There are more than 50 universities in Australia, the majority of which offer law degrees. With the inherently competitive beast that is a law degree, comes a natural desire to be at the best law school. To many, being ‘the best’ is often associated with being the biggest. But does the size of your law school really matter? Is your degree still worth the same if you go to a smaller law school? Here are the pros and cons of both big and small law schools…
The greatest advantage of going to a large law school is that it’s usually well known in the industry. Some law schools have been around for a long time and have built up a reputation within the profession, which could potentially set you apart from other candidates when applying for positions.
However, this ‘advantage’ is, unfortunately, somewhat of an illusion. Not only will there be a number of other people from the same law school applying for many of the same job opportunities, but at the end of the day, jobs are awarded on merit. It doesn’t matter if you’ve been at a well known law school; if you do not make a good impression or if your grades aren’t as good as or better than everyone else’s, the law school you attend is not going to get you very far.
Many prominent lawyers and judges are graduates of the bigger law schools. The fact that large law schools have such successful alumni means the experiences they can offer to their current students by way of guest speakers and lecturers is second to none. Going to a large, well-known school gives you easier access to people in the legal industry, and such experiences can help you to launch your own career. That said, some regional universities also have very close ties with local law firms, allowing for an easier transition into the legal industry.
One of the biggest arguments in favour of larger law schools is that they have the means to provide a better ‘quality’ of education for students by way of high profile lecturers and world-class facilities. While larger law schools may have access to more funding, smaller unis still arm students with the same theoretical and practical knowledge needed to enter the workforce.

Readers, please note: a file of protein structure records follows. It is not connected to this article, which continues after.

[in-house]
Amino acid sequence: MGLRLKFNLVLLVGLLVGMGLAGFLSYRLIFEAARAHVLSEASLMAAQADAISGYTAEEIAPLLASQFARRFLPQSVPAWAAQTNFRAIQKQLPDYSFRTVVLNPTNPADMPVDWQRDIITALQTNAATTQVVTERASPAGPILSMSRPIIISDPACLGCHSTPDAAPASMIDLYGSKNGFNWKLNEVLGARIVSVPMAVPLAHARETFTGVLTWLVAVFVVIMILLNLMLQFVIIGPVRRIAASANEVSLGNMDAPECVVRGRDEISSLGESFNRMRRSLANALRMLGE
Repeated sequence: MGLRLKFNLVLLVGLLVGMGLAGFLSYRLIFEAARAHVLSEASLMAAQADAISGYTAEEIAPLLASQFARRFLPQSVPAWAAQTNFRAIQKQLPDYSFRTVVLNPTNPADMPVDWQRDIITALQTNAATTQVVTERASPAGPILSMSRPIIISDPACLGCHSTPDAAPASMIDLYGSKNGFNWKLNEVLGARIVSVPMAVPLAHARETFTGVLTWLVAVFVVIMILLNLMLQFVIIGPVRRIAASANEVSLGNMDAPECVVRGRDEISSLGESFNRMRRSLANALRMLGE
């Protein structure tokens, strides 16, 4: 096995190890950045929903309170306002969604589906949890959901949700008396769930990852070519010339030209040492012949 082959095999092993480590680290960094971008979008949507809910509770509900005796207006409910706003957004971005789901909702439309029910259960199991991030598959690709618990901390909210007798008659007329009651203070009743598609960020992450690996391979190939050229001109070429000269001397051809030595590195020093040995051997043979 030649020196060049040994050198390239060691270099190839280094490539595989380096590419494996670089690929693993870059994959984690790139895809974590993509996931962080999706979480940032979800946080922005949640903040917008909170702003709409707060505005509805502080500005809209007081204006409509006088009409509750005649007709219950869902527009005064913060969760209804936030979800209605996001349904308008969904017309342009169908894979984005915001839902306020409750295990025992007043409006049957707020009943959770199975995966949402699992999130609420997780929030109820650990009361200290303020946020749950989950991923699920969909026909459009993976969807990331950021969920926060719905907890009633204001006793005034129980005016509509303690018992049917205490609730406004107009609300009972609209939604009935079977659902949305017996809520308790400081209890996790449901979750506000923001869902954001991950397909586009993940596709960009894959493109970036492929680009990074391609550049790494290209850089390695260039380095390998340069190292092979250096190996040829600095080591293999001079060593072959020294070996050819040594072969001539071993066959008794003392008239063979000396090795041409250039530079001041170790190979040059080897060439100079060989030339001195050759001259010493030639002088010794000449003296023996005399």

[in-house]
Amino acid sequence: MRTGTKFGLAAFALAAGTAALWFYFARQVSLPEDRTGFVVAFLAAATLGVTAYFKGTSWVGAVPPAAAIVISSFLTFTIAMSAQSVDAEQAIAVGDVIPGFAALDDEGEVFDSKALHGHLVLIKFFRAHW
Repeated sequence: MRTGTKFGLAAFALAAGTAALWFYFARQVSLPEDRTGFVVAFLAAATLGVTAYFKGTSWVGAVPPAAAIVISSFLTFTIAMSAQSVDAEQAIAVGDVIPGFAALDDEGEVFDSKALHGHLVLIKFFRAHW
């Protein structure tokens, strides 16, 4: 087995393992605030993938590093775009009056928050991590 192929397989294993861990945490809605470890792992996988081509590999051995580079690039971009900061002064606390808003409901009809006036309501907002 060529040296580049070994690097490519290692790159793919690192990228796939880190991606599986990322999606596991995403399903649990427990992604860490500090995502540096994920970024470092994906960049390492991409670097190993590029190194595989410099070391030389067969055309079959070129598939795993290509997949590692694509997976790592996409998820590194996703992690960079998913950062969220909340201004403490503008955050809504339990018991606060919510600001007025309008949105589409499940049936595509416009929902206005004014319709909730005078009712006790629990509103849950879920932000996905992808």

One of the inevitable challenges of attending a large law school is that it can be difficult for individual students to find support. While many schools have fantastic student representative bodies and student services to help those who are struggling, it is much more difficult to receive individual help from lecturers or staff when you are one of 400 hundred students in a course. In contrast, small law schools with a significantly fewer students allow for a greater degree of face-to-face contact and assistance throughout your degree.
What works for you?
We can sit here and argue the pros and cons of big and small law schools all day, but ultimately you are going to be most successful at a law school that you enjoy attending. Feeling comfortable, supported and interested are fundamental when undertaking any field of study. So while large law schools might have better facilities, or small law schools might have better support networks, what really matters is what works for you.
What do you think? Are big law schools the way to go, or are smaller faculties a better option for students?
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